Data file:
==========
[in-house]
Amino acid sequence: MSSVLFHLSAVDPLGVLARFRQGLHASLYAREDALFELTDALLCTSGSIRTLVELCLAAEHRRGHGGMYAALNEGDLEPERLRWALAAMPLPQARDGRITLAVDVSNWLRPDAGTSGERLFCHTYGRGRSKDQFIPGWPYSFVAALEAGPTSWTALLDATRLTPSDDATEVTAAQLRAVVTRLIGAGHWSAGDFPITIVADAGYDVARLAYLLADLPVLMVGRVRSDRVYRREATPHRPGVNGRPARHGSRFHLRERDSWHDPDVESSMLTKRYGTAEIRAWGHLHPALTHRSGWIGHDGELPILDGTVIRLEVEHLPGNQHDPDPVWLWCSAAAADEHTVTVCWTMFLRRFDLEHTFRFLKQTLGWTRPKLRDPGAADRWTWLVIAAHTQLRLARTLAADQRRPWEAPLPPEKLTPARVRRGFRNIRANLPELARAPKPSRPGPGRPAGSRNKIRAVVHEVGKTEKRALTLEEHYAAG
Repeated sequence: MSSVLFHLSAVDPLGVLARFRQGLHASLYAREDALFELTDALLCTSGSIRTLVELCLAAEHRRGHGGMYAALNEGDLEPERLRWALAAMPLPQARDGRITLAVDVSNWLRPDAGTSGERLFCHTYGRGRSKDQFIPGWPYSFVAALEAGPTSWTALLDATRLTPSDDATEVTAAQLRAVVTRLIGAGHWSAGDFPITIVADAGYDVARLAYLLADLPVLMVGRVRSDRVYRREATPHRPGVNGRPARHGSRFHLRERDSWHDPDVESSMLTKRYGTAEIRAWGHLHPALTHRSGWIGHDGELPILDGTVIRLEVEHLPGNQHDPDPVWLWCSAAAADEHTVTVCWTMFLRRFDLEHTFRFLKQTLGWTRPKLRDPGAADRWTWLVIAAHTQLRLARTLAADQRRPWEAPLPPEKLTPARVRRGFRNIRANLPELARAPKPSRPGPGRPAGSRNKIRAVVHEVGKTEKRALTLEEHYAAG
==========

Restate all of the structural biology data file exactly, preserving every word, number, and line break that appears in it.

[in-house]
Amino acid sequence: MSSVLFHLSAVDPLGVLARFRQGLHASLYAREDALFELTDALLCTSGSIRTLVELCLAAEHRRGHGGMYAALNEGDLEPERLRWALAAMPLPQARDGRITLAVDVSNWLRPDAGTSGERLFCHTYGRGRSKDQFIPGWPYSFVAALEAGPTSWTALLDATRLTPSDDATEVTAAQLRAVVTRLIGAGHWSAGDFPITIVADAGYDVARLAYLLADLPVLMVGRVRSDRVYRREATPHRPGVNGRPARHGSRFHLRERDSWHDPDVESSMLTKRYGTAEIRAWGHLHPALTHRSGWIGHDGELPILDGTVIRLEVEHLPGNQHDPDPVWLWCSAAAADEHTVTVCWTMFLRRFDLEHTFRFLKQTLGWTRPKLRDPGAADRWTWLVIAAHTQLRLARTLAADQRRPWEAPLPPEKLTPARVRRGFRNIRANLPELARAPKPSRPGPGRPAGSRNKIRAVVHEVGKTEKRALTLEEHYAAG
Repeated sequence: MSSVLFHLSAVDPLGVLARFRQGLHASLYAREDALFELTDALLCTSGSIRTLVELCLAAEHRRGHGGMYAALNEGDLEPERLRWALAAMPLPQARDGRITLAVDVSNWLRPDAGTSGERLFCHTYGRGRSKDQFIPGWPYSFVAALEAGPTSWTALLDATRLTPSDDATEVTAAQLRAVVTRLIGAGHWSAGDFPITIVADAGYDVARLAYLLADLPVLMVGRVRSDRVYRREATPHRPGVNGRPARHGSRFHLRERDSWHDPDVESSMLTKRYGTAEIRAWGHLHPALTHRSGWIGHDGELPILDGTVIRLEVEHLPGNQHDPDPVWLWCSAAAADEHTVTVCWTMFLRRFDLEHTFRFLKQTLGWTRPKLRDPGAADRWTWLVIAAHTQLRLARTLAADQRRPWEAPLPPEKLTPARVRRGFRNIRANLPELARAPKPSRPGPGRPAGSRNKIRAVVHEVGKTEKRALTLEEHYAAG